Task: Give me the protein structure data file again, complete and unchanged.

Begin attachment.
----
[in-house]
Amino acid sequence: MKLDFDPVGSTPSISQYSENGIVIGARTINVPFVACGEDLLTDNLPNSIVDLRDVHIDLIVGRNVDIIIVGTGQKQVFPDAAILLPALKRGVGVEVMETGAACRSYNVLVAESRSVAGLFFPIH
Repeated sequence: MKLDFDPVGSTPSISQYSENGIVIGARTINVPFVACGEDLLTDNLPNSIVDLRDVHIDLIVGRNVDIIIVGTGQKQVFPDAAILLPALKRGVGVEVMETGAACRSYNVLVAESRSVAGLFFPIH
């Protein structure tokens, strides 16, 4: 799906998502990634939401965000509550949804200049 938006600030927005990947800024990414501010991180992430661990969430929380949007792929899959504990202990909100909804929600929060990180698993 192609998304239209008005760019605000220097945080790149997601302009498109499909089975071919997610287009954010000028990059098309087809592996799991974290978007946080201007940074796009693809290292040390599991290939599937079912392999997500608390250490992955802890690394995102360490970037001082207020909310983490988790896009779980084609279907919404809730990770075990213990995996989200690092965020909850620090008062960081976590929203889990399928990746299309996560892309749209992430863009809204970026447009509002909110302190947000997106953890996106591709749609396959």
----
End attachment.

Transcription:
[in-house]
Amino acid sequence: MKLDFDPVGSTPSISQYSENGIVIGARTINVPFVACGEDLLTDNLPNSIVDLRDVHIDLIVGRNVDIIIVGTGQKQVFPDAAILLPALKRGVGVEVMETGAACRSYNVLVAESRSVAGLFFPIH
Repeated sequence: MKLDFDPVGSTPSISQYSENGIVIGARTINVPFVACGEDLLTDNLPNSIVDLRDVHIDLIVGRNVDIIIVGTGQKQVFPDAAILLPALKRGVGVEVMETGAACRSYNVLVAESRSVAGLFFPIH
């Protein structure tokens, strides 16, 4: 799906998502990634939401965000509550949804200049 938006600030927005990947800024990414501010991180992430661990969430929380949007792929899959504990202990909100909804929600929060990180698993 192609998304239209008005760019605000220097945080790149997601302009498109499909089975071919997610287009954010000028990059098309087809592996799991974290978007946080201007940074796009693809290292040390599991290939599937079912392999997500608390250490992955802890690394995102360490970037001082207020909310983490988790896009779980084609279907919404809730990770075990213990995996989200690092965020909850620090008062960081976590929203889990399928990746299309996560892309749209992430863009809204970026447009509002909110302190947000997106953890996106591709749609396959």